Stone skipping (or stone skimming) is the art of throwing a flat stone across water in such a way (usually Sidearm) that it bounces off the surface, preferably many times. The objective of the game is to see how many times a stone can bounce before sinking.
The North American Stone Skipping Association (NASSA), founded by Coleman-McGhee, in 1989 and is based in Driftwood, Texas, sanctioned world championships for four years from 1989 through 1992 in Wimberley, Texas. The next official NASSA World Championships is expected to be held at Platja d'en Ros beach in Cadaqués, Catalonia, Spain.
The world record for the number of skips Guinness Book of Records is 88 by Kurt "Mountain Man" Steiner, (b. 1965). The cast was achieved on September 6, 2013 at Red Bridge in the Allegheny National Forest, Pennsylvania. The previous record was 65 skips, by Max Steiner (no relation to K. Steiner), set at Riverfront Park, Franklin, Pennsylvania. Before him, the record was 51 skips, set by Russell Byars on July 19, 2007, skipping at the same location. Kurt Steiner also held the world record between 2002 and 2007 with a throw of 40 skips, achieved in competition at Franklin, PA. The US Stone Skipping champion 2018 at Franklin was Keisuke Hashimoto (Japan), at Mackinac Island Mich 2018 it was David Kolar.
A stone skipping championship of a different nature takes place every year in Easdale, Scotland, where relative distances count as opposed to number of skips, as tends to be the case outside the US. Since 1997, competitors from all over the world have taken part in the World Stone Skimming Championships in a disused quarry on Easdale Island using sea-worn Easdale slate of maximum 3" diameter. Each participant gets three throws and the stone must bounce/skip at least twice to count (ie 3 water touches minimum).The Guinness World Record for the furthest distance skimmed using natural stone stands at 121.8m established by Dougie Isaacs (Scotland). For a female it is 52.5m by Nina Luginbuhl (Switzerland). The records were made on 28th May 2018 at Abernant Lake, Llanwrtyd Wells, Wales.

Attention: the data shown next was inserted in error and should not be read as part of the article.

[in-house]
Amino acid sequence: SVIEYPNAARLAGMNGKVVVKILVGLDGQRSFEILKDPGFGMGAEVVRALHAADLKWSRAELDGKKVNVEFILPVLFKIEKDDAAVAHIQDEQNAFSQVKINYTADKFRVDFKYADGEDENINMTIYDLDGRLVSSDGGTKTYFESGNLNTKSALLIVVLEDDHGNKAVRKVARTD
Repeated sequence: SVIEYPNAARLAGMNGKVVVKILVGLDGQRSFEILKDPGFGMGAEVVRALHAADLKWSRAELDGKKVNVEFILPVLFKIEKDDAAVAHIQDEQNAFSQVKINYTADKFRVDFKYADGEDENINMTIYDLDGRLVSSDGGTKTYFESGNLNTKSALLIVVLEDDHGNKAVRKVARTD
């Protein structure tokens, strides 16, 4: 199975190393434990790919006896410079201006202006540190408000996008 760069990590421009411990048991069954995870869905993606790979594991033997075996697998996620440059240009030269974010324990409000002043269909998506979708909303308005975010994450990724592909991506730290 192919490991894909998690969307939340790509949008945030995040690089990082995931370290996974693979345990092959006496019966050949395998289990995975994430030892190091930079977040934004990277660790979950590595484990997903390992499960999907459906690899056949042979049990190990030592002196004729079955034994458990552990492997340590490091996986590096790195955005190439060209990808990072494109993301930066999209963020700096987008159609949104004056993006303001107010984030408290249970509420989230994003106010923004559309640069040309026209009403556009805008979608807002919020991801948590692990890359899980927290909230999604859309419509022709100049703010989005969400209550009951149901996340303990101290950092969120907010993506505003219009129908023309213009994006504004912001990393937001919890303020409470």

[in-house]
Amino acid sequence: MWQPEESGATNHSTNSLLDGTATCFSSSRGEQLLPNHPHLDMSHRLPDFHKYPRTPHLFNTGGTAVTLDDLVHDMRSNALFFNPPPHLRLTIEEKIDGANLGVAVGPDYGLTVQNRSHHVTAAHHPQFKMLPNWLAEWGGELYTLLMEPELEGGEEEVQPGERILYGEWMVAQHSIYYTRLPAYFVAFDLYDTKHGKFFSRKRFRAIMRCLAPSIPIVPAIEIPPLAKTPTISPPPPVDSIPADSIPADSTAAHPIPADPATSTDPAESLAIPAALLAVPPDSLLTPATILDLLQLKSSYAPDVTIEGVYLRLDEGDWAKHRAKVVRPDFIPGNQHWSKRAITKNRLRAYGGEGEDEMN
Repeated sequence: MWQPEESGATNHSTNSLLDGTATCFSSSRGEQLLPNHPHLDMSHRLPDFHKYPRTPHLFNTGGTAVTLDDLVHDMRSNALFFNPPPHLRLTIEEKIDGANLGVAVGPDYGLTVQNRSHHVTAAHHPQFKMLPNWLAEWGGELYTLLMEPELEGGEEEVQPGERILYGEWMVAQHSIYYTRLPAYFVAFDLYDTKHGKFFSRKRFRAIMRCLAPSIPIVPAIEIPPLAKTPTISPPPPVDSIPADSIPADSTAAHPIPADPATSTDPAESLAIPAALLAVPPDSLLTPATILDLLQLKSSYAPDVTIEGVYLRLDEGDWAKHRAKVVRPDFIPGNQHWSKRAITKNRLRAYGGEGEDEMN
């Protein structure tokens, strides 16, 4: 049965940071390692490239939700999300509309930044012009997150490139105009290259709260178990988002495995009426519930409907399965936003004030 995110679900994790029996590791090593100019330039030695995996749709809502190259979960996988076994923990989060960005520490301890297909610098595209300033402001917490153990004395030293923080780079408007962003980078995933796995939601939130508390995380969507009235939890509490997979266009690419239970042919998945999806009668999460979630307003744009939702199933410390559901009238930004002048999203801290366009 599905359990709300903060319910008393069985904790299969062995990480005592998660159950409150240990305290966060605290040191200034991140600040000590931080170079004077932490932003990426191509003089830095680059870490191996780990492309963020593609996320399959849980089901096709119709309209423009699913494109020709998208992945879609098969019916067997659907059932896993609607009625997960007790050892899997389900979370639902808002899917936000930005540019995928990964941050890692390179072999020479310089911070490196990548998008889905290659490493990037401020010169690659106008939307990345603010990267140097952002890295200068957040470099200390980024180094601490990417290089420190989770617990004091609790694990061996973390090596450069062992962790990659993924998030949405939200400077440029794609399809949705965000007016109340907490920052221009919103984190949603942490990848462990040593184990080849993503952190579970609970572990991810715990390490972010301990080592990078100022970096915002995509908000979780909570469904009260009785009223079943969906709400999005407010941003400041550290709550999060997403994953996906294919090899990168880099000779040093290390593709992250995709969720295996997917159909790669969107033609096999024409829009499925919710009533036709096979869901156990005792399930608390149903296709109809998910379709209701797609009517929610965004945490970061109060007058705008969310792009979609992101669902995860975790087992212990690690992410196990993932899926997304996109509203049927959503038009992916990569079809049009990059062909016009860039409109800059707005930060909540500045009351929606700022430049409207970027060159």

|2002||Alastair Judkins||New Zealand|
|1997||Ian Sherriff||New Zealand|
|2008||Jillian Hunter||Northern Ireland|
An early explanation of the physics of stone-skipping was provided by Lazzaro Spallanzani in the 18th century.
The stone generates lift in the same manner as a flying disc, by pushing water down as it moves across the water at an angle. Surface tension has very little to do with it. The stone's rotation acts to stabilize it against the torque of lift being applied to the back.
Research undertaken by a team led by French physicist Lydéric Bocquet discovered that an angle of about 20° between the stone and the water's surface is optimal. Bocquet and his colleagues were surprised to discover that changes in speed and rotation did not change this fact, it just allow the stone to be in balance and to continue with a straight and uniform movement, due to gyroscopic effect. Work by Hewitt, Balmforth and McElwaine has shown that if the horizontal speed can be maintained skipping can continue indefinitely. Earlier research reported by Bocquet calculated that the world record of 38 rebounds set by Coleman-McGhee, unchallenged for many years, required a speed of 12 m/s (25 mph), with a rotation of 14 revolutions per second.